30 terms

3.2 Anterolateral Abdominal Wall UMKC SOD

Layers of Anterolateral Abdominal Wall going from superficial to deep.
Skin, Camper's Fascia, Scarpa's Fascia, 3 skeletal muscle layers, transversalis fascia, extraperiotneal fat, parietal peritoneum, abdominal organs
What is significant about scarpa's fascia?
It is only found in the abdomen and is the thinner and more fibrous than camper's fascia.
What is significant about Transversalis fascia?
It becomes important for male reproductive organs.
What is significant about extraperitoneal fat?
It helps up located the parietal peritoneum surgically because the parietal peritoneum is directly below it. This layer separates the transversalis fascia from the parietal peritoneum.
What are the abdominal wall muscles? (4)
Three flat muscles: External Oblique, Internal Oblique, and transversus abdominus
One vertical muscle: Rectus abdominis
Rectus Abdominis
Origin: Pubis
Insertion: Costal cartiliages and xiphoid processes
Action: flexion of trunk
*four tendious insertions into supericial division in thin/very fit people these are the superifical tendons we see (i.e. six pack)
* fibers run vertically, 3X as long as wide
Oblique Muscles
- midline is the pubic synthesis
- fivers run at angle (why we call them oblique)
- fiver run downwards and inward
- broad flat sheet of muscle
External Oblique Muscles
Origin: Ribs and costal cartilages
Insertion: Iliac crest (anterior superior iliac spine)
- Most Superficial muscles
- inguinal ligament part of obliques,
- fibers weave together so that those of right are superficial on right and deep on left - this happens at the aponeurosis and forms a continuous band
Internal Oblique
Origin: Iliac Crest
- Superior=Xiphoid
- inferior = pubis
- middle = mid line
they are organized into muscle and CT, CT in middle to get a seam
Transverse Abdominis
Origin: thoracolumbar fascia, iliac crest
- lower fibers come from inferior surface of inguinal ligament
Insertion: transverse on mid line in aponeurosis which contributes to formation of rectus sheath
Action: compresses and supports abdominal viscera
Rectus Sheath
- made of abdominal aponeurosis of the flat abdominal muscles (obliques and transverse abdominis)
- compartment of the rectus abdominis muscles, as well as superior and inferior epigastrics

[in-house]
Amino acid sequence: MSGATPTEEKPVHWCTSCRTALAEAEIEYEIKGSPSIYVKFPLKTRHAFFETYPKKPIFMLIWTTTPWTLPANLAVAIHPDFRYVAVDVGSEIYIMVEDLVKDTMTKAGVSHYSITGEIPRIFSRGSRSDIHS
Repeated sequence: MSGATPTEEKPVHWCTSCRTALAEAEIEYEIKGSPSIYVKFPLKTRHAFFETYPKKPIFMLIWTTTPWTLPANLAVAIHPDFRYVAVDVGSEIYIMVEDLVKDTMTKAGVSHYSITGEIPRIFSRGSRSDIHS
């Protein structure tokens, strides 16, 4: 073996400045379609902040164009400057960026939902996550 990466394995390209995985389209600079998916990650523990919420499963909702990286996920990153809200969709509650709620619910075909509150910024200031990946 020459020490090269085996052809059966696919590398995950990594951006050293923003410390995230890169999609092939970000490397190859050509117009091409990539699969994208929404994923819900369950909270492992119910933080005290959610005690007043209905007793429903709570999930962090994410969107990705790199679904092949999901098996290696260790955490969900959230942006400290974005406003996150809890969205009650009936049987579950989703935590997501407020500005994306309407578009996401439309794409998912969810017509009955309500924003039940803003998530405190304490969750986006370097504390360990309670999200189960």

- differs in upper and lower abdomen
Linea Alba
- white mid line of the abdomen separating bilateral rectus abdominis sheaths
- directly touches the external oblique aporneurosis
- in late pregnancy can separate and turn into a dark purple line due to edema formation
Explain rectus sheath in the upper 3/4s of the abdomen.
The aponeurosis of the external and internal obliques join at the rectus abdominis and make up the superior border. The deep border is made of the aponeurosis of the internal obliques and the transverse abdominis which fuse and then travel beneath the rectus abdominis. All join up at the linea alba.
Explain rectus sheath in the upper 1/4s of the abdomen.
The aponeurosis of the internal obliques and transverse abdominis travel superficially over the rectus abdominis and join at the linea alba. *The external obliques don't exist here and no aponeurosis travel deep.
Which layer is always deep to the rectus abdominis and does contribute to the aponeurosis formation around it?
Transversalis fascia
What nerves supply sensory innervation of the skin over the anterior abdominal wall?
The ventral rami of the lower 5 intercostal nerves (T7-11), subcostal nerve (T12), and the iliohypogastric and ilioinguinal nerves (L1).
What else do this nerves provide to the anterior abdominal wall muscles?
Somatic motor innervation
What gives this region arterial blood supply?
The superior and inferior epigastric arteries as well as the intercostal arteries. These run deep to the surface and run the length of the muscle.
Which is a major rectus abdominus blood supply?
The inferior epigastric
What is the superior epigastric artery a continuation of?
The internal thoracic artery.
Where does lymph from skin above the umbilicus (back and upper limbs) drain?
Into the axillary nodes
Where does lymph from below the umbilicus (back, pelvis, perineum, and lower limbs) drain?
Into the superficial inguinal nodes
Where do the inferior epigastrics travel?
Slip up under the arcuate line
What is unique about the lower 1/4 of the deep rectus abdominus?
There are no aponeurosis there - it is exposed below the arcuate line.
What are the basic functions of the abdominal muscles?
unilateral - lateral flexion (bend side to side)
bilateral - flexion and rotation
What are the less obvious functions?
- stabilization of trunk during physical effort (valsalva's maneuver)
- forceful expiration
- coughing and sneezing
- urination and dfecation
- labor and delivery (females)
How do muscles aid with the less obvious functions?
1. muscles decrease abdominal cavity volume and increase pressure
2. abdominal organs increase pressure in thorax and pelvis
What is extravasation of urine?
- urine leakage up into abdominal wall btw scarpis and external abdominal oblique (continuous space)
- urine can travel up as far as the rib cage
What is prune belly syndrome?
Absence of some or all anterior abdominal muscles, causes abdominal organs to spill out and make a sack like structure. Treatment is to take an anterior thigh muscle and attach it to the xiphoid process. Can then teach to laugh, cough and respiration with it.
What is Gastroschisis?
When a lot of the gut lies outside the body because of incomplete formation of the anterior abdominal wall. There was not knitting of the aponeurotic muscles. In infants, leave the organs out and keep moist until they are large enough to have them put back in.